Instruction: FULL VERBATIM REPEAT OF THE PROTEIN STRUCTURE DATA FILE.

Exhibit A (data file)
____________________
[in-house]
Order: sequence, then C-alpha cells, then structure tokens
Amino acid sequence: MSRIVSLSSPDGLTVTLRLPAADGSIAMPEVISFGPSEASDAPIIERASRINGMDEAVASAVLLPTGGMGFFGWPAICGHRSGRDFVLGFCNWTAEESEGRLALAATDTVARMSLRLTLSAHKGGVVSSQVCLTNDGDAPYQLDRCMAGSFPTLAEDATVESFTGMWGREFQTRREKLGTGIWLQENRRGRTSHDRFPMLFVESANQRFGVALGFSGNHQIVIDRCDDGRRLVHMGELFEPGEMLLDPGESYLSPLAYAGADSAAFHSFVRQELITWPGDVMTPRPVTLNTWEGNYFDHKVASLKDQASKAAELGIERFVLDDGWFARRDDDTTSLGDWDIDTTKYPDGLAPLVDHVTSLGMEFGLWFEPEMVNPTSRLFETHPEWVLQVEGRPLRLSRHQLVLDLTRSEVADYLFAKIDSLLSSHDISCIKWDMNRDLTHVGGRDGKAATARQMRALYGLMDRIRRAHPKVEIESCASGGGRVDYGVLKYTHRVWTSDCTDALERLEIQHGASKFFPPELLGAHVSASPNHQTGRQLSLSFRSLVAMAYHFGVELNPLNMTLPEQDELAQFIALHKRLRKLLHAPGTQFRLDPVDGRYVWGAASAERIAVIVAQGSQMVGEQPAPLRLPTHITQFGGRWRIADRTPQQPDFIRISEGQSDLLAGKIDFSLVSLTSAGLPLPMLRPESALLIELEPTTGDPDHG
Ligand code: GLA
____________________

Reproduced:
[in-house]
Order: sequence, then C-alpha cells, then structure tokens
Amino acid sequence: MSRIVSLSSPDGLTVTLRLPAADGSIAMPEVISFGPSEASDAPIIERASRINGMDEAVASAVLLPTGGMGFFGWPAICGHRSGRDFVLGFCNWTAEESEGRLALAATDTVARMSLRLTLSAHKGGVVSSQVCLTNDGDAPYQLDRCMAGSFPTLAEDATVESFTGMWGREFQTRREKLGTGIWLQENRRGRTSHDRFPMLFVESANQRFGVALGFSGNHQIVIDRCDDGRRLVHMGELFEPGEMLLDPGESYLSPLAYAGADSAAFHSFVRQELITWPGDVMTPRPVTLNTWEGNYFDHKVASLKDQASKAAELGIERFVLDDGWFARRDDDTTSLGDWDIDTTKYPDGLAPLVDHVTSLGMEFGLWFEPEMVNPTSRLFETHPEWVLQVEGRPLRLSRHQLVLDLTRSEVADYLFAKIDSLLSSHDISCIKWDMNRDLTHVGGRDGKAATARQMRALYGLMDRIRRAHPKVEIESCASGGGRVDYGVLKYTHRVWTSDCTDALERLEIQHGASKFFPPELLGAHVSASPNHQTGRQLSLSFRSLVAMAYHFGVELNPLNMTLPEQDELAQFIALHKRLRKLLHAPGTQFRLDPVDGRYVWGAASAERIAVIVAQGSQMVGEQPAPLRLPTHITQFGGRWRIADRTPQQPDFIRISEGQSDLLAGKIDFSLVSLTSAGLPLPMLRPESALLIELEPTTGDPDHG
Ligand code: GLA